Work Sampling and Other Work Measurement Methodologies
Often work sampling is compared with time-motion methodology. Time-motion is performed by a trained observer, who continuously follows and monitors multiple trials of selected activity, registering time for every part of the activity.
The main difference between the two methods resides in the degree of intrusion perceived by the subject. Work sampling is less invasive being defined by momentary observations, compared to the continuous observation done in time-motion studies.
Work sampling can offer cross-sectional analysis performed over an extended period of time (weeks or even months), while time-motion would imply higher cost levels by studying large time frames. By including a diverse sample of subjects, work sampling results can be segregated by team, department, shift, down days vs. operating days, week days vs. week-end days or by any other information specific to the organizational structure.
Through numerous researches, statisticians have shown that the results obtained through work sampling methodology are statistically similar to the corresponding 100% behavioral observation data.
The usage of sampling technique can now be extended even further to larger groups of individuals. Until now, this type of studies was thought to be too expensive even if sampling inferences were used. Also, the possibility to transfer the data collection task from consultants to the subjects of the evaluation, eliminate the costs of external consultancy.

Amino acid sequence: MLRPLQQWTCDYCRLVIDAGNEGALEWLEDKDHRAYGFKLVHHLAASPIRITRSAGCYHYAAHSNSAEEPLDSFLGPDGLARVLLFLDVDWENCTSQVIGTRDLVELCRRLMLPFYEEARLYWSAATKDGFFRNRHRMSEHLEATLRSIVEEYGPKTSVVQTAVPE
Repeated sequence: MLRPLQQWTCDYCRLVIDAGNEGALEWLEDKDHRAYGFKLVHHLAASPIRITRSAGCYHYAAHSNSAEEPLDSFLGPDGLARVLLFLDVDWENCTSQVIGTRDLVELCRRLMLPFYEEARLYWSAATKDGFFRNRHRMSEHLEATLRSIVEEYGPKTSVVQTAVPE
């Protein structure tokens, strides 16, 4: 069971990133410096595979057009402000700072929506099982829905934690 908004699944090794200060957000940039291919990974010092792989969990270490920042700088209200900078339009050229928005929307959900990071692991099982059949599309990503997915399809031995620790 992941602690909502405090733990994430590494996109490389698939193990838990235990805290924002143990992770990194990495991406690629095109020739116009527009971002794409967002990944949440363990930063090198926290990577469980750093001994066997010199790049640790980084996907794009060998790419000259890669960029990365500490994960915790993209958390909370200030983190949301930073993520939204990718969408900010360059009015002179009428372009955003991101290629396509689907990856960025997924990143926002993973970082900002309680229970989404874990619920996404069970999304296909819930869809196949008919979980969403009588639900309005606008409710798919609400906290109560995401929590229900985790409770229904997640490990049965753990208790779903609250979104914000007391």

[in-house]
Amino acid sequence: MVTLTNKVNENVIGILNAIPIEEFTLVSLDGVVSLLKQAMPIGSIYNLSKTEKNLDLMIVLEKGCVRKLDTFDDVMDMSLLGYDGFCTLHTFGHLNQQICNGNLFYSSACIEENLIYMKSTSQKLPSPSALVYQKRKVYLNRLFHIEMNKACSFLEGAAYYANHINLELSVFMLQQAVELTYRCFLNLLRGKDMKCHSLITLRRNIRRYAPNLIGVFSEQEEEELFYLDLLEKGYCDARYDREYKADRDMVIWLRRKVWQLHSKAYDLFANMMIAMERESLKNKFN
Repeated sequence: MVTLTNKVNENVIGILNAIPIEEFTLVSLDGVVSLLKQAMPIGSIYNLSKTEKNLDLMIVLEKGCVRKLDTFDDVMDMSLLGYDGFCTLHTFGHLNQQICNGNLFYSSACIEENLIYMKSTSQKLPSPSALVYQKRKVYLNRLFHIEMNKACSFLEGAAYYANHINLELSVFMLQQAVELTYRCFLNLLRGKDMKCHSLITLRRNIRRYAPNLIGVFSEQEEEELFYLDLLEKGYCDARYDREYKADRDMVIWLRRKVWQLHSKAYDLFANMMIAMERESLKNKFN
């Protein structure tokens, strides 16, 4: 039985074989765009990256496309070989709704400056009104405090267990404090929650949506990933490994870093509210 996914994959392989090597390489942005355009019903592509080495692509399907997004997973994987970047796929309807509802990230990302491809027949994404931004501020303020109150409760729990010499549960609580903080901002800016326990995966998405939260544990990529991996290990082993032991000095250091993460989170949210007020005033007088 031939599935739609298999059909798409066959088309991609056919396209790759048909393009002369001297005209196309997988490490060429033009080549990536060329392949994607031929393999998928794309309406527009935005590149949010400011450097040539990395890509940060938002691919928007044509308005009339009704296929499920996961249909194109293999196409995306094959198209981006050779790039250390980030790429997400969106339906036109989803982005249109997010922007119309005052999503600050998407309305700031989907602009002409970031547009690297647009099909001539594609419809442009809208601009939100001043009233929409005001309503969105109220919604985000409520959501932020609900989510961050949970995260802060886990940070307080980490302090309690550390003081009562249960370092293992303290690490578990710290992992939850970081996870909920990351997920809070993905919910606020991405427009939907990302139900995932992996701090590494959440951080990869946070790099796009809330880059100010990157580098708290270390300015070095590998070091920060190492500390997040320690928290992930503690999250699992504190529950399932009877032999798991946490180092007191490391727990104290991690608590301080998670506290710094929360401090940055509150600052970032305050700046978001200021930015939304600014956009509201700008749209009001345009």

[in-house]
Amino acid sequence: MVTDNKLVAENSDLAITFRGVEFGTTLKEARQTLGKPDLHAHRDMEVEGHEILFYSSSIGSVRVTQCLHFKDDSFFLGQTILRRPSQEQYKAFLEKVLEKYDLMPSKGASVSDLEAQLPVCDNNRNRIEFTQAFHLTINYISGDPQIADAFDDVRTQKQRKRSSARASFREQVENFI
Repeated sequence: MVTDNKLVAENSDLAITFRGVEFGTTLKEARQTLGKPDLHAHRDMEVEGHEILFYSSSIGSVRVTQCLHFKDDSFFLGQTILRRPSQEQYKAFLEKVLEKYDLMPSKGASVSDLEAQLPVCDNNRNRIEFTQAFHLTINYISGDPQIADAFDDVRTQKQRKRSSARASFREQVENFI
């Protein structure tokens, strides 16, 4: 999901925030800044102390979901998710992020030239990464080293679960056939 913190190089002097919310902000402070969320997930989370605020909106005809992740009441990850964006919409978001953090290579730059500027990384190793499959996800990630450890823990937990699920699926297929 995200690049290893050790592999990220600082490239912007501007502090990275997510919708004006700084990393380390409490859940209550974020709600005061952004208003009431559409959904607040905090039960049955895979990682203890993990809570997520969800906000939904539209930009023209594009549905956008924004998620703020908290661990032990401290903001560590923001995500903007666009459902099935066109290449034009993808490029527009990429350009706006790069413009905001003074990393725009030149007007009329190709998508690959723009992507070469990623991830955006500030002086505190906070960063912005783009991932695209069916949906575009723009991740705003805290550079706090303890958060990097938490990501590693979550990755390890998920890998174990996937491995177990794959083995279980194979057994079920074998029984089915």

ISampler demolishes the technical barriers that existed so far, researchers are faced now with the ideal environment for improving the methodology and extending its scope and coverage.
Because of their cost and time attributes,work sampling and other related methodologies, like time study, have been used mainly on evaluating physical tasks. More recent research looks at the possibility to encompass also the application of these methodologies in measuring behavioral, cognitive and affective aspects of work. Assessing the qualitative aspects of processes, such as team work, communication skills, problem solving, professional behavior, design or ethics, often require the examination of behavior from multiple cognitive and affective levels.
The application of work sampling in assessing cognitive and affective aspects allows researchers to evaluate more broadly individual’s contribution to the group’s outcome.